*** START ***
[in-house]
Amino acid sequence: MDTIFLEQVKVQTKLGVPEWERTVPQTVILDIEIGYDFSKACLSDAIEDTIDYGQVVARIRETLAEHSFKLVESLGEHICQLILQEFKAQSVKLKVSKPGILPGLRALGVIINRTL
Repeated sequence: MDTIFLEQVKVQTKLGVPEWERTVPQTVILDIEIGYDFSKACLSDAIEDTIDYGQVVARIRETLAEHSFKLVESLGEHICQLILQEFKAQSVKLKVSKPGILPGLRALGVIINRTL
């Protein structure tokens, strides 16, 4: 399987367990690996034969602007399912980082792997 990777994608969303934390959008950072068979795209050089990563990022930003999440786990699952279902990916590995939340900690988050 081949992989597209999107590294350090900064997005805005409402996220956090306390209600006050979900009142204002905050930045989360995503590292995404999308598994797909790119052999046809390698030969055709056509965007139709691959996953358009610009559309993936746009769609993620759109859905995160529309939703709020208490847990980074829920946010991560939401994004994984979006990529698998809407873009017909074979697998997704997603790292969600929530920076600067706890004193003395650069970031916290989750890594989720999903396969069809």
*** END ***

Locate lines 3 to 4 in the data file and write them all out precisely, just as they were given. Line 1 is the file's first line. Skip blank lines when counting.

Repeated sequence: MDTIFLEQVKVQTKLGVPEWERTVPQTVILDIEIGYDFSKACLSDAIEDTIDYGQVVARIRETLAEHSFKLVESLGEHICQLILQEFKAQSVKLKVSKPGILPGLRALGVIINRTL
């Protein structure tokens, strides 16, 4: 399987367990690996034969602007399912980082792997 990777994608969303934390959008950072068979795209050089990563990022930003999440786990699952279902990916590995939340900690988050 081949992989597209999107590294350090900064997005805005409402996220956090306390209600006050979900009142204002905050930045989360995503590292995404999308598994797909790119052999046809390698030969055709056509965007139709691959996953358009610009559309993936746009769609993620759109859905995160529309939703709020208490847990980074829920946010991560939401994004994984979006990529698998809407873009017909074979697998997704997603790292969600929530920076600067706890004193003395650069970031916290989750890594989720999903396969069809």